LLMs do everything we need.

You put in a few words, you get hundreds of words, specially crafted for you.

Not quite.

 An FT article provides a good basis for comparing LLM and AGI approaches to understanding text.

You put in a few words, it starts writing from the prompt you have given it. If it can’t find a link for one of your search terms (the words in the prompt), it may drop it without comment.

There is nothing which understands the meaning of the words (how can there be, when there are so many pieces of text from so many different fields). There is nothing that understands how strings of prepositional phrases should be unravelled (because you need meaning for that), or how words should be clumped into objects, before being operated on by modifiers (e.g. “an imaginary flat surface” or “he went to jail for murder”).

The basic idea, that a few words can be accurately turned into a few hundred or a few thousand words by keying off the words, is deeply flawed. If the person is naïve, then yes they have been given the thoughts of someone who used those words in describing something, but there is no guarantee they are describing what you wanted to know. OK for marketing fluff or school assignments, but not much where reliability is a factor.

If you are confronted with a hundred page (or a thousand page) piece of legislation or specification, an LLM cannot contribute. The document has to be read on its own, or with specified supporting documents – trying to use other sources to shed light on what you are reading is doomed to failure.

So is AGI any better?

There may be words in a specification which are being given new meanings because of new technology – these will be in the glossary, or you will have to do some work to unearth them.

The Orion AGI system has a 50,000 word vocabulary, and 100,000 definitions – many words have a single definition, there are thousands of words that are both a noun and a verb (cost, push), a few words have 70 or 80 definitions (“set”, “run”), a word might be an adverb or a preposition – he turned on the light, he turned on a dime, he turned off the light, he turned off the highway. There is huge complexity just below the surface. The problem is handled by bringing the complexity to the surface.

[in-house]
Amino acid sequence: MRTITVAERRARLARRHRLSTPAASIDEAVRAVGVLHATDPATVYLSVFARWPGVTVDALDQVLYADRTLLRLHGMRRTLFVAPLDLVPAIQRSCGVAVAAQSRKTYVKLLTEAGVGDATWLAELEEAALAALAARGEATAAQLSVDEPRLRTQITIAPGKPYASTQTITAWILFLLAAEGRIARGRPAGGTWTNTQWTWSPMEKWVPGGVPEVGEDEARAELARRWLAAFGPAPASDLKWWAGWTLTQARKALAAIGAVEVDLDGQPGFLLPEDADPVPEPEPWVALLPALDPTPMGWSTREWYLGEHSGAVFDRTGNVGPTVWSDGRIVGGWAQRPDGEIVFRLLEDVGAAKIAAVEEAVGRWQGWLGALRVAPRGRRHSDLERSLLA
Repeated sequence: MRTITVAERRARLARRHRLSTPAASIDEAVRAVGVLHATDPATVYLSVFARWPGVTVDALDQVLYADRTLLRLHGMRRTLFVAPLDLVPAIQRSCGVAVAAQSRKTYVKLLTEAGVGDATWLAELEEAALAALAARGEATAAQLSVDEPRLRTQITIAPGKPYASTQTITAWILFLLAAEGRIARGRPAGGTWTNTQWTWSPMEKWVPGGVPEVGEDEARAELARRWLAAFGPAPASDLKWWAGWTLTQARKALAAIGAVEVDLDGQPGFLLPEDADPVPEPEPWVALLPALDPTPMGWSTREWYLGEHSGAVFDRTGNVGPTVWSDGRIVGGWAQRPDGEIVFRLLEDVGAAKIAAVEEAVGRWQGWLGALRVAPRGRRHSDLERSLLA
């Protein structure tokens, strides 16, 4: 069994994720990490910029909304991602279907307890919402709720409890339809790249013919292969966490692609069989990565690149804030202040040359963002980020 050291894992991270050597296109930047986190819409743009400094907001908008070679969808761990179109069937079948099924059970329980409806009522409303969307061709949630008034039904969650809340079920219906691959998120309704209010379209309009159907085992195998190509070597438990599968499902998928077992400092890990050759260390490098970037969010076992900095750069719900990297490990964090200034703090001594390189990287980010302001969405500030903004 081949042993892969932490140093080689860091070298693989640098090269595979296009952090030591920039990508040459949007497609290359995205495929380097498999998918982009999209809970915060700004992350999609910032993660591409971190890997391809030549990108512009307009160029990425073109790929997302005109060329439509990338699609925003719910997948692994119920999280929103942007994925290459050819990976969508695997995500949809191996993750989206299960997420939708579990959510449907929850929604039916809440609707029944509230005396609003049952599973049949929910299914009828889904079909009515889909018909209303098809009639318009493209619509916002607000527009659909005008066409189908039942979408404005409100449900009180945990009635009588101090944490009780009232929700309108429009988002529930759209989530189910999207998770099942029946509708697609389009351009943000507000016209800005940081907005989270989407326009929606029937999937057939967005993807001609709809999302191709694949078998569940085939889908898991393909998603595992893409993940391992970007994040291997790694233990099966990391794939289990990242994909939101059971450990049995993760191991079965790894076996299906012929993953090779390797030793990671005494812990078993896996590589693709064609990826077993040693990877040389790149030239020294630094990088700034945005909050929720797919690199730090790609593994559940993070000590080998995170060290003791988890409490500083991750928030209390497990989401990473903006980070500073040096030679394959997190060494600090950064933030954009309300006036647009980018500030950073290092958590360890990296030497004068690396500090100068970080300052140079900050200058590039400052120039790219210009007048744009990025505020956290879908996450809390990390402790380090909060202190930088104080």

The AGI system knows how to clump words, and how to unravel prepositional phrases:

                He put the money from the bank in Fresno on the table in his office.

Four prepositions – eight or ten in a sentence in a complex document is not uncommon, and no amount of looking in other documents will help.

(the system still needs help to unravel everything, but once everything is unravelled, it can hold the whole thing live in its “head” – any changes you make will spread everywhere, backwards and forwards)

Even seemingly very simple statements have an involved backstory.

A complex document is breaking many of the rules on which an LLM relies. Closeness (propinquity) is one such rule. A complex document can use punctuation to refer to a far away set of words, or words in another document – it is intended to be read by a person who understands the meaning of words:

              Note: For variation and revocation, see subsection 33(3) of the Acts Interpretation Act 1901.

              tracing information has the meaning given by section 72.

 Orion has required a huge human effort over many years to emulate what our Unconscious Minds do in handling English. It should repay that investment manyfold, and remove a serious limitation that people have had – the Four Pieces Limit.

Another limitation has been the inability to link the different technical vocabularies that different specialists have had, with the result that specialists talk past each other and no-one understands the whole document.